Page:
The condemnation of illegitimate violence had also to do with a more serious problem, however. Skarga published his book in 1606, on the eve of a noble rebellion known in historiography as the rokosz of Sandomierz, or of Zebrzydowski. A rokosz was an uprising considered by its defenders to be legal on the basis of a right of resistance to tyranny. When the commonwealth was menaced and could not be defended in the usual institutional manner, the partisans of this doctrine claimed, the noblemen had a right to disobey king and senators and to form an assembly, called rokosz, to judge the authorities. Of course, this theory, first formulated in 1532, was far from being consensual in Poland–Lithuania.46 Neither was the legitimacy of the assembly convened by the rebellious noblemen in 1606.
Despite the fact that the rokosz of Sandomierz is usually considered in historiography to be a typical expression of Polish noblemen’s ideology,47 the insurgents’ causes of discontent were in reality diverse. The rokoszanie—as the partisans of the rokosz were called—made a common front against the king’s projects to introduce new taxes destined to finance a permanent army. They also resented Sigismund iii’s alliance with the Habsburgs and his strong commitment to Counter-Reformation. Not only did Protestants feel threatened by the king’s confessional policy; Catholic elites did also, influenced by the humanist tradition, which had dominated the royal court under the last king Stefan Batory, thought Counter-Reformation to be dangerous. In this context, Jesuits in general, and Skarga in particular, became favorite targets of the rokoszanie.48 For example, the author of a pamphlet defending the rokosz distinguishes “new Catholics” from “old” ones, the virtuous Polish ancestors. According to him, the latter, contrary to the former, distinguished clearly between spiritual and temporal affairs, and they did not slavishly obey clerics in political matters. The message was clear: the king was accused of being submissive to the Society of Jesus.49 Sigismund’s ostentatious piety, so typical of the Jesuit style, was also criticized, and mocked.50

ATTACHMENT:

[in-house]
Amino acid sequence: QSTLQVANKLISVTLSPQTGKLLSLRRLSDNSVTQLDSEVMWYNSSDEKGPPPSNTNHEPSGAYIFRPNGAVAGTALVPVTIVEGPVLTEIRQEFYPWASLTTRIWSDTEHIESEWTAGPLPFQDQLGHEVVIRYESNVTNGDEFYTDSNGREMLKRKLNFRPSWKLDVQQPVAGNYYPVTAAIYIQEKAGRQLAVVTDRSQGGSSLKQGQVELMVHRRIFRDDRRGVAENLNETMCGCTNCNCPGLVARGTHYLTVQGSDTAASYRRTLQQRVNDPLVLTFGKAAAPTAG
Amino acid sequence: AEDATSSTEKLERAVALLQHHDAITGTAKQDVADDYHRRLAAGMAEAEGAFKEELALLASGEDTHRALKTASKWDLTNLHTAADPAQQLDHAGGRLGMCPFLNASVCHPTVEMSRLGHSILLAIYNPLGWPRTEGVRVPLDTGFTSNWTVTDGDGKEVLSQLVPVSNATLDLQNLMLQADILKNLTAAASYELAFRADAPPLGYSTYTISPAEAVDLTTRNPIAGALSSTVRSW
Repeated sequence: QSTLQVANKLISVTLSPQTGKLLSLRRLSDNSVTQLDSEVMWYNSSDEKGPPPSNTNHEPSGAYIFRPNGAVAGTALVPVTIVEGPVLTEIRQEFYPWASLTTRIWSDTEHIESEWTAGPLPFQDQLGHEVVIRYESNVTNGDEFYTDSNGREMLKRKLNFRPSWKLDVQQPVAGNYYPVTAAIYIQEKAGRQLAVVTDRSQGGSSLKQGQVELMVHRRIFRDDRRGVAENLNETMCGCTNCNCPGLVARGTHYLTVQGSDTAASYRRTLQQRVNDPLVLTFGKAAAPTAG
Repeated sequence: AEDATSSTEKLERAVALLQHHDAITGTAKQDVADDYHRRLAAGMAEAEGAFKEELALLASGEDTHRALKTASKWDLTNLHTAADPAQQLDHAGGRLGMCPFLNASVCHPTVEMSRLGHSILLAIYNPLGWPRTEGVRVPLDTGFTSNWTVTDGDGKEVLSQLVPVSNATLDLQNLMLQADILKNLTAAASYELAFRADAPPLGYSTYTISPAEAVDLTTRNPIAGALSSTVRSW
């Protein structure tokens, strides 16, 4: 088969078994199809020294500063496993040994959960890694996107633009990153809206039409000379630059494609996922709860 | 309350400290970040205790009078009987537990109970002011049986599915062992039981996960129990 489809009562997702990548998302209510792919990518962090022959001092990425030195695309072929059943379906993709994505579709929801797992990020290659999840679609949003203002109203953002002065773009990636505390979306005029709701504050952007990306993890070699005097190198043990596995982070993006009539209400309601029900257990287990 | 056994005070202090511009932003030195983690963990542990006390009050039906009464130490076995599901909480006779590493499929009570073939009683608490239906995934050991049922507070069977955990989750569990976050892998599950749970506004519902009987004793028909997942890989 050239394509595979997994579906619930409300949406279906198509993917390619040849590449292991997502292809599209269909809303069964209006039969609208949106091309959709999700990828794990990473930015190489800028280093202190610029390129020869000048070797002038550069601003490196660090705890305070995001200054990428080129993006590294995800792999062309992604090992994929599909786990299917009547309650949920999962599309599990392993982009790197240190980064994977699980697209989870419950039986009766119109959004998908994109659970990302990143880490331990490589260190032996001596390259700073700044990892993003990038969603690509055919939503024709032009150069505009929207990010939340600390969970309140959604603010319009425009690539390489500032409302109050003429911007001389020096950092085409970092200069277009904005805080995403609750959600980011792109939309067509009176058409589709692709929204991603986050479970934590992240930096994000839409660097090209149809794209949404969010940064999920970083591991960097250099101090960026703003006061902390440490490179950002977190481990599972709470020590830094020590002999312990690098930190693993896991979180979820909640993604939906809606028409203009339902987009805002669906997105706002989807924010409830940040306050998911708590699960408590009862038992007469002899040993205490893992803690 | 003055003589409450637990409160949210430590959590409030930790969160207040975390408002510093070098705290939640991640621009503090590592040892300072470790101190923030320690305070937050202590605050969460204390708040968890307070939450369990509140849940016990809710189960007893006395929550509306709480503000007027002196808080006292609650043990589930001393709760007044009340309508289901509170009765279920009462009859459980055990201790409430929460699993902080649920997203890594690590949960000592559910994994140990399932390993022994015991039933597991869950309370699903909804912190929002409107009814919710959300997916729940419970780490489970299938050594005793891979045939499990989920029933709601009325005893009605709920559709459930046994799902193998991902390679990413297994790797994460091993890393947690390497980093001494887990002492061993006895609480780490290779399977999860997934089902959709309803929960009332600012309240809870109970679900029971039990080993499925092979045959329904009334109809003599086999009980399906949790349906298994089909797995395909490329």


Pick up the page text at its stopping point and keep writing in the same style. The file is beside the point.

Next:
Confronted with the prospect of civil war, and of a military campaign against his king, his order, and lastly himself, Skarga’s main intention in writing The Soldier’s Piety may have been to admonish the nobles not to take part in the rebellion. Against this background, it becomes clear why the royal court preacher so strongly warned the “knights” not to participate in unjust, or dubious, wars, and threatened them with divine temporal and eternal punishment. Whereas Possevino’s goal was to prepare the soldiers to fight, Skarga’s catechism for soldiers was on the contrary probably principally written to prevent a war, or at least to dissuade a part of the nobility from fighting on the wrong side. In his book, the last of the prayers he wished the “knights” to recite is not about victory, but about peace.51
Vincenzo Lavenia, “Tra Cristo e Marte: Disciplina e catechesi del soldato cristiano in età moderna,” in Dai cantieri alla storia: "Liber amicorum" per Paolo Prodi, ed. Gian Paolo Brizzi and Giuseppe Olmi (Bologna: clueb, 2007), 37–54.